when we work together
He places the card in my hand, lightly fingering the rough fold, the paper blue like a storm in the middle of the afternoon or the ocean in places very deep. I look at the flat, incongruent edges and see fibers; wet, bruised pulp; dye on someone’s fingers. It’s remarkable to see the beginnings of something within the finished specimen. But then, I look at the sharp angles of Adam’s face and still see his baby-round cheeks, that cardinal-sharp tuft of downy hair rising over the fontanelle I gently traced with the edge of my thumb. My son has so much more growing to do, but I never stop seeing all the living that brought us right here, to now, to the moment he puts this Father’s Day card in my hand.
“Is it ready?” I ask him.
All week we’ve been hiding these cards in places Kevin will find them just as he opens a door or breathes out a sigh. This one Adam has written in pencil, carefully, which for Adam is something. Typically he has very little patience for such effort. The lines of his handwriting shine like dull silver threads, plump in places, tangled with the empyreal pulp. I read the words and can almost hear Adam’s deep, halting speech, the rich tone of the syllables formed in his mouth.
Dad, I love it when we work together.
I look up at my son and smile, and then the smile breaks free of me and turns to laughter.
Adam grins widely, trilling victory with his throat, murmuring, “Good job, Adam,” just softly.
This is our joke and it will be Kevin’s too when he finds the careful letters; the flat, dry square of ocean, waiting in his sock drawer before work.
If Adam loves working, it’s a surprise to everyone who loves him. I listen to him chuckling now and can’t be sure if he wrote those words sincerely or if he understood the joke himself. One of Kevin’s greatest gifts to all of our children is his humor, something he offers generously even on the most difficult days. He has never once allowed our challenges to keep him from sharing laughter with our kids, and they are each one better for it. But it’s also possible that Adam believes this is just the sort of thing you say on a Father’s Day card, some pithy thing you probably should feel but really…don’t. There have been a few times when Adam willingly worked on a project with his father, but those times have been rare and unpredictable. Usually, during such events, Adam spends the bulk of his creativity on convincing Kevin that the project is unnecessary and can be finished in one minute. We don’t have to, Adam says, and then when that doesn’t persuade, he starts talking about what he will do afterward. First this, then the thing I would rather be doing. There are many things Adam loves to do with his dad, but working isn’t one of them.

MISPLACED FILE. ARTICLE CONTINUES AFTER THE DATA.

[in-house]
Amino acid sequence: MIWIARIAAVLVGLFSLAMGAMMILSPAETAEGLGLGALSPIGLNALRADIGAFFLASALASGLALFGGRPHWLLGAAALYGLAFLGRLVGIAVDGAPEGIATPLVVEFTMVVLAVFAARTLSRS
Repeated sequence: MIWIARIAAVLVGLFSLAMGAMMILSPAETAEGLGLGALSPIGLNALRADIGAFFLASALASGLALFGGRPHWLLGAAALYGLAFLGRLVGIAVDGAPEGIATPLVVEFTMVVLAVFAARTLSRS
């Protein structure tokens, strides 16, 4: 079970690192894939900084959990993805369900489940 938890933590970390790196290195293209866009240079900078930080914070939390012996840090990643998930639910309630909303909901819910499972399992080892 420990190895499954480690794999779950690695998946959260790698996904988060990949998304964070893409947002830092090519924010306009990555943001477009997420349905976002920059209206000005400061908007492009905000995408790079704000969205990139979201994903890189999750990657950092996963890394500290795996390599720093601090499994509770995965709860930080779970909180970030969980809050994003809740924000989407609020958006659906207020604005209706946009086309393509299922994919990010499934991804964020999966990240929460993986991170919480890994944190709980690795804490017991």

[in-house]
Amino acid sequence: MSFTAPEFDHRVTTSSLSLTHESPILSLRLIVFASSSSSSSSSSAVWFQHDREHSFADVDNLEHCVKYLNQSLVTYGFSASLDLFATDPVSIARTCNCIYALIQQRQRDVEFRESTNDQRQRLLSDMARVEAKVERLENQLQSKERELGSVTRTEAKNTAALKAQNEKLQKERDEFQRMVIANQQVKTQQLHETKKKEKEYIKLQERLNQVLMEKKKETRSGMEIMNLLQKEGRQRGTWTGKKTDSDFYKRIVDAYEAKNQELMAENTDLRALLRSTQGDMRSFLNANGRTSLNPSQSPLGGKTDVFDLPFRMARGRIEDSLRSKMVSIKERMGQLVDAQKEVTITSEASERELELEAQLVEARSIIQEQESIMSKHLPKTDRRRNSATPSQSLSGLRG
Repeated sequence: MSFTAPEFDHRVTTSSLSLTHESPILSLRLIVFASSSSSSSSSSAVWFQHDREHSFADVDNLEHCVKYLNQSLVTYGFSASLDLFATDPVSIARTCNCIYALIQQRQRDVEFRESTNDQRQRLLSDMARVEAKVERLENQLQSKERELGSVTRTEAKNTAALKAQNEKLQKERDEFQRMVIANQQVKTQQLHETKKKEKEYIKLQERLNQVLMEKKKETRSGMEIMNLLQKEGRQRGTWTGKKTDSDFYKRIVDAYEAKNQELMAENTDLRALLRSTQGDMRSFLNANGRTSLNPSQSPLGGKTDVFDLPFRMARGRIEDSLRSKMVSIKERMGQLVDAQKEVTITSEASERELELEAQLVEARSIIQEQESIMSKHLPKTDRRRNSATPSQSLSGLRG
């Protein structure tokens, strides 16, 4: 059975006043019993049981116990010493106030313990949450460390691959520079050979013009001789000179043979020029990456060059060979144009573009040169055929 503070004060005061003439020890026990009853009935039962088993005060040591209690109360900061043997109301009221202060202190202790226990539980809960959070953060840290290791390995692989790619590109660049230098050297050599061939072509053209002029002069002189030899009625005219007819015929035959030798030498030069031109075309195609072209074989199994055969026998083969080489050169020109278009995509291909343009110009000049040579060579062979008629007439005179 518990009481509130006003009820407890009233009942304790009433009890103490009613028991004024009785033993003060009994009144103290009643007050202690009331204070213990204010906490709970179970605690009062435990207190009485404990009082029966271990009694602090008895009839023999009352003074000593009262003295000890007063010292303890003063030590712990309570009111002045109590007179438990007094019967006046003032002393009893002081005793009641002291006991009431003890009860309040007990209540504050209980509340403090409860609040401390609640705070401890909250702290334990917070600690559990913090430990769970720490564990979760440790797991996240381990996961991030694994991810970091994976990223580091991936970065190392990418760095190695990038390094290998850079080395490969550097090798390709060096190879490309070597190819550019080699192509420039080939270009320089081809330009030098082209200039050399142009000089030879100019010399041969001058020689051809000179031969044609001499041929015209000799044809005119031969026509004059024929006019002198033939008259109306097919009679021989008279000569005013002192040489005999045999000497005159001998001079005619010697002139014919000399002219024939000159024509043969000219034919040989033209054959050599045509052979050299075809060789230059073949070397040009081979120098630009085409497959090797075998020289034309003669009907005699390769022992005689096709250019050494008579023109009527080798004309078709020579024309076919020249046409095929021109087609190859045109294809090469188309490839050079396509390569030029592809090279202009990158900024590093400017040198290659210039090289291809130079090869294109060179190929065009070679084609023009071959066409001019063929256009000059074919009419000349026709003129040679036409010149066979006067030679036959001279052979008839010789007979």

I look up at my son and it’s clear: He’s proud of this card. I can see it in his eyes, shining there like a light. I think in his own way, he means what he says. I love it when we work together. And actually, when I think about it, the irony of his sentiment is not all that different from my own in prayer. I often say that same thing to my dad, too. I tell Him how glad I am to be able to participate in what He’s doing, and I really am, but then my spiritual immaturity shows up in the way I behave while we’re working. I tell God we don’t have to do the things I find most uncomfortable, or at least, not that way. Sometimes, I spend the bulk of my creativity trying to convince my heavenly father that the mission itself is unnecessary or should be completed in an instant in order to minimize my own self-sacrifice. And when that doesn’t work, I shift my attention to what will be next. First this, then the thing I’d rather be doing. But God, I love it when we work together. Even so, Abba receives my lopsided affection in much the way Kevin will this Father’s Day card—with delight, with love, with grace enough to overlook my adolescent perspective.
I reach up to ruffle Adam’s hair with my fingers. “Come on, let’s hide this.” And we do, sliding open the drawer, settling the card carefully on the top of a dozen knots of cotton. “Your dad is really going to love it.”
Beside me, that bent knee, that happy chortle; those long fingers carefully place the gift. Simply, Adam says, “Yes.”